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Power foods to add into your diet

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Posted at 12:56 PM, Jan 05, 2016
and last updated 2016-01-05 14:56:54-05

Dietician Trish Brimhall shared her favorite power foods that are easy to add into your diet.

Apples - Lots of varieties to keep you from getting bored; always available and generally reasonably priced.
Nutrient trivia - Apple eaters have significantly lower rates of heart disease and metabolic syndrome. Apples also contain the flavonol quercetin which aids in endurance exercise by making more oxygen available to the lungs.
Pro tip - For braces, spiral cut them - makes it more fun for kids and saves on the orthodontia visits. To keep apples from browning, dip in a bowl full of water with a little lemon juice.

Bananas - One of the least expensive and most consistent fruit in a store. Often one banana provides 2 servings of fruits, helping you reach that 7-9 serving/day goal.
Nutrient trivia - contain 1/3 of your vitamin B6 needs. B6 is involved in maintaining skin and the nervous system, as well as the production of serotonin. Mild deficiency of B6 is common - especially in children and elderly.
Pro tip - To avoid having to seek out someone with a sturdy manicure to start your banana, or even worse, making a mush of the top inch or two, peel from the bottom or blossom end.

Potatoes - Sweet, red or russet. Inexpensive, bang for your buck
Nutrient trivia - full of fiber, vitamins and potassium - potatoes are a simple backdrop for a meatless meal.
Pro tip - If family dinner consists of more than 2 people, crock pot your baked potatoes. Make a few extra - they make great lunch leftovers or are perfect for a quick potato soup later in the week.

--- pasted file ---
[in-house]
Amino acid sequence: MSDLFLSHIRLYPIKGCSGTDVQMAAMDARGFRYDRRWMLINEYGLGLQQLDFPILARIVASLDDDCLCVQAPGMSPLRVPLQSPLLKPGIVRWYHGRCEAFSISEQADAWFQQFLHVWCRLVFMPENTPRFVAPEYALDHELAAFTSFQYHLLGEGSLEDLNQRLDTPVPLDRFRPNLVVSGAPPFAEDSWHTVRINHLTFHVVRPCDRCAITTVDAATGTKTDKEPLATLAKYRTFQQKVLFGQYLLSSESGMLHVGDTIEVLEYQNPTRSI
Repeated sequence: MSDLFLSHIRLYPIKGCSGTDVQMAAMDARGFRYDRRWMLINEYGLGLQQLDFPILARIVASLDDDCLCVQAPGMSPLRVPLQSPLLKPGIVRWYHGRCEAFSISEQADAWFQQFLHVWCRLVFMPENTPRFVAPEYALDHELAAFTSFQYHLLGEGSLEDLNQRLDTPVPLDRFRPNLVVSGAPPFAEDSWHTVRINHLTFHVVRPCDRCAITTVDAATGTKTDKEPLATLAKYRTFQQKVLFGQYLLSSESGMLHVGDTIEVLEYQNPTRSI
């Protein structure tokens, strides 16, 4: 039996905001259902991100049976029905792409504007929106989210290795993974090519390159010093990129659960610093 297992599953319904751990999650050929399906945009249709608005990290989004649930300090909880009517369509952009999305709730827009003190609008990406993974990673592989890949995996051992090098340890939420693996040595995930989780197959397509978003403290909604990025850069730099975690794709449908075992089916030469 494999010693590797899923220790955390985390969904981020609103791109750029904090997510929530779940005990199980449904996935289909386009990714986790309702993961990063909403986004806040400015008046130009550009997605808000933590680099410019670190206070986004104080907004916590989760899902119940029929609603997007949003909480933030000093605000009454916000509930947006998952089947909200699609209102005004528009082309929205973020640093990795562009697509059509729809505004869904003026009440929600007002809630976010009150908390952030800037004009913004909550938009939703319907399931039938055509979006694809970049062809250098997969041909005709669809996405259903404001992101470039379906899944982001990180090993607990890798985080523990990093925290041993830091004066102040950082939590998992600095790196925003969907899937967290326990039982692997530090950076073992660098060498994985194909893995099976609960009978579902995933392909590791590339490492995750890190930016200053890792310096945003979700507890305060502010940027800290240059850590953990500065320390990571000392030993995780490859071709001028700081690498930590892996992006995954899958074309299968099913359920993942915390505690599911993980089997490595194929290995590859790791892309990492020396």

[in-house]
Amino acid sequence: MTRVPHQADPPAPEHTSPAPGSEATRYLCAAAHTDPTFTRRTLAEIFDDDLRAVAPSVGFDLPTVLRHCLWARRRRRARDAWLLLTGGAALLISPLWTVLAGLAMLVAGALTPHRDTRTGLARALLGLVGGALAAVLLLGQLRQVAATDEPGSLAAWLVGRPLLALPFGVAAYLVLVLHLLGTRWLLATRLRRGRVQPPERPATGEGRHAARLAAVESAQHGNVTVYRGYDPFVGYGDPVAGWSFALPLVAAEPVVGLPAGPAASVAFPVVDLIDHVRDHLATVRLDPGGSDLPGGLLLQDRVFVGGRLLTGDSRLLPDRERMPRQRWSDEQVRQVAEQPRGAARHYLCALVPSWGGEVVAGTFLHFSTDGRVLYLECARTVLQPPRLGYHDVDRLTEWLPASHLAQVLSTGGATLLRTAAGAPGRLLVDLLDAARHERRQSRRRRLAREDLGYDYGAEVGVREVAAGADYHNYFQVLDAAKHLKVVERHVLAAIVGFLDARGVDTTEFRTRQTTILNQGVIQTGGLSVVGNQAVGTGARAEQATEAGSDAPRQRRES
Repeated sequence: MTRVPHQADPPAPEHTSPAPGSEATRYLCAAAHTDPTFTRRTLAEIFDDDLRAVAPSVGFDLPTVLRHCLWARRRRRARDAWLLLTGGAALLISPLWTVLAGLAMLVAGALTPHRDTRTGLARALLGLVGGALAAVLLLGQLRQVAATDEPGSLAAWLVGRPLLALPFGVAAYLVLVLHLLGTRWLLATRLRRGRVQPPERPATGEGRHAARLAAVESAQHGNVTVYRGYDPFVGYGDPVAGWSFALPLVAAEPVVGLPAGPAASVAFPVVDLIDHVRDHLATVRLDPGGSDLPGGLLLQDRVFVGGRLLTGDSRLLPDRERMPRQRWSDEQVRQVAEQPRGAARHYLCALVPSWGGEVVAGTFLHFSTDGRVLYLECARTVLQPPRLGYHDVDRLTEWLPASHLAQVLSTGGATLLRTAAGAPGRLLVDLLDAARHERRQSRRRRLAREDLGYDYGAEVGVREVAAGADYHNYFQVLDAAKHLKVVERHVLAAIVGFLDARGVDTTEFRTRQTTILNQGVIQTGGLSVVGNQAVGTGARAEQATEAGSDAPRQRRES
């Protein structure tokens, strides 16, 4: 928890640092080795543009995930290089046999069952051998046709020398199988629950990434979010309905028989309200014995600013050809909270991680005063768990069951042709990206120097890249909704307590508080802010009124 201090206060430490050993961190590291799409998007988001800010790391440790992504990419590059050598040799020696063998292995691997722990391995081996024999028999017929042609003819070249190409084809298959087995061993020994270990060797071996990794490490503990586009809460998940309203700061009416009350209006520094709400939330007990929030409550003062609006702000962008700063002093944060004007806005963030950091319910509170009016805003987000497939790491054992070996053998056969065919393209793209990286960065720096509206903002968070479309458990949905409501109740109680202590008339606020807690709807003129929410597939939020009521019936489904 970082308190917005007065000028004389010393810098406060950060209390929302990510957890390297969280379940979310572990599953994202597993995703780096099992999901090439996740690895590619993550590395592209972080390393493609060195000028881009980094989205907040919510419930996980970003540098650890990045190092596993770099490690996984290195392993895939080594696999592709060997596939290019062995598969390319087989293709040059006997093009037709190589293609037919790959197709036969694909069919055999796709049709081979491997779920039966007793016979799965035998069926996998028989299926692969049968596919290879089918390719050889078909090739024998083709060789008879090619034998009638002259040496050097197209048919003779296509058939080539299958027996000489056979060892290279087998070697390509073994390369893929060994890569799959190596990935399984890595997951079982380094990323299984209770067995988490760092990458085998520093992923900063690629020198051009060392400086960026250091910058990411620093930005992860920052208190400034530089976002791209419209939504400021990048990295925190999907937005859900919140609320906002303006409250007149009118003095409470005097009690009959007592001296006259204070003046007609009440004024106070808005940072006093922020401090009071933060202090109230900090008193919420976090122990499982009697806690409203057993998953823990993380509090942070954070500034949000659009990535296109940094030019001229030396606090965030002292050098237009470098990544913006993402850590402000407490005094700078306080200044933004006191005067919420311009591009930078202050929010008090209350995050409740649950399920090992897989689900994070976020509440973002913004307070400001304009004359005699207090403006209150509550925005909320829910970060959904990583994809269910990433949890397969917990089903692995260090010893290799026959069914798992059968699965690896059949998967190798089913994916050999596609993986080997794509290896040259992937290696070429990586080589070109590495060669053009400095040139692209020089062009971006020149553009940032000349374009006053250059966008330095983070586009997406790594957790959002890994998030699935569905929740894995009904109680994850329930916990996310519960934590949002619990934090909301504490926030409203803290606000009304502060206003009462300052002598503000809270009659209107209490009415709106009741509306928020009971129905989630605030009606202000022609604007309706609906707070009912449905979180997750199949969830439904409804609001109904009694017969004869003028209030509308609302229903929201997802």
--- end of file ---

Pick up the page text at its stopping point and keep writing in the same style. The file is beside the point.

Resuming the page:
Baby or microgreens - Readily available in stores, but super easy to grow either in your garden from March to October, or in a windowsill year-round. Salad varieties are endless so a goal of 4-5 salads a week is far from mundane and repetitive not to mention ideal sandwich toppers.
Nutrient trivia - the younger greens contain higher quantities of vitamins and minerals than mature greens. Microgreens contain 40 times more than their full grown counterparts.
Pro tip - Rinse under running water and spin or gently blot dry. Keep in a zip top bag or plastic container with a paper towel to absorb any moisture and the will stay good in your fridge for a week or more.

Popcorn - Let's face it, munchies hit and we crave a crunchy salty snack. Popcorn is a whole grain, contains fiber and a serving size is 3 cups popped. Air popped and lightly seasoned is ideal, but if you do choose prepackaged microwave popcorn, go with the 100 calorie, mini bags.
Nutrient trivia - American`s ate 3 times more popcorn than usual during WWII due to rationing. With more than 3 grams of both fiber and protein - it makes a healthy snack choice.
Pro tip - A closed handful of kernels in a brown lunch bag, fold over the top and microwave for 2 minutes. Lightly sprinkle to season, shake and enjoy for a fraction of the cost, calories and sodium